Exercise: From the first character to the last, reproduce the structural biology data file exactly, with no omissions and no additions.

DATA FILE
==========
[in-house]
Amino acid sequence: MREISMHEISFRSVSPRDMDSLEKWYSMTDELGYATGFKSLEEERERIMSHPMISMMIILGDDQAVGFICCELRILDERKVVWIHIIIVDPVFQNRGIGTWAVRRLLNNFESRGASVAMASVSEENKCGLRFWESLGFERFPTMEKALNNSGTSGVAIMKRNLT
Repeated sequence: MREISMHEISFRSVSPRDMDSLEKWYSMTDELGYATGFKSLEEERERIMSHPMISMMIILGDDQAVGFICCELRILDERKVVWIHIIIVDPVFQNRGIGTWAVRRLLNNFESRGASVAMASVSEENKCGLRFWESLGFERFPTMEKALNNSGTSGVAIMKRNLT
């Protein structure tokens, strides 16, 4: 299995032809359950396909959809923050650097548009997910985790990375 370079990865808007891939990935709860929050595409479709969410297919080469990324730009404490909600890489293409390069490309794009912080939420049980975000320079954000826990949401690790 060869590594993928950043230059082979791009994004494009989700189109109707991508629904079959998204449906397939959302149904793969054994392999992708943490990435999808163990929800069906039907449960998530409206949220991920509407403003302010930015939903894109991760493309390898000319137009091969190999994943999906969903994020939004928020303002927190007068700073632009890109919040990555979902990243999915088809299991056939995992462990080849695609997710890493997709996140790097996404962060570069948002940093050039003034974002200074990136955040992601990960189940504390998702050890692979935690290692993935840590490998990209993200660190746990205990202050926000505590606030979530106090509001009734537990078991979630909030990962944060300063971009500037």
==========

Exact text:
[in-house]
Amino acid sequence: MREISMHEISFRSVSPRDMDSLEKWYSMTDELGYATGFKSLEEERERIMSHPMISMMIILGDDQAVGFICCELRILDERKVVWIHIIIVDPVFQNRGIGTWAVRRLLNNFESRGASVAMASVSEENKCGLRFWESLGFERFPTMEKALNNSGTSGVAIMKRNLT
Repeated sequence: MREISMHEISFRSVSPRDMDSLEKWYSMTDELGYATGFKSLEEERERIMSHPMISMMIILGDDQAVGFICCELRILDERKVVWIHIIIVDPVFQNRGIGTWAVRRLLNNFESRGASVAMASVSEENKCGLRFWESLGFERFPTMEKALNNSGTSGVAIMKRNLT
């Protein structure tokens, strides 16, 4: 299995032809359950396909959809923050650097548009997910985790990375 370079990865808007891939990935709860929050595409479709969410297919080469990324730009404490909600890489293409390069490309794009912080939420049980975000320079954000826990949401690790 060869590594993928950043230059082979791009994004494009989700189109109707991508629904079959998204449906397939959302149904793969054994392999992708943490990435999808163990929800069906039907449960998530409206949220991920509407403003302010930015939903894109991760493309390898000319137009091969190999994943999906969903994020939004928020303002927190007068700073632009890109919040990555979902990243999915088809299991056939995992462990080849695609997710890493997709996140790097996404962060570069948002940093050039003034974002200074990136955040992601990960189940504390998702050890692979935690290692993935840590490998990209993200660190746990205990202050926000505590606030979530106090509001009734537990078991979630909030990962944060300063971009500037």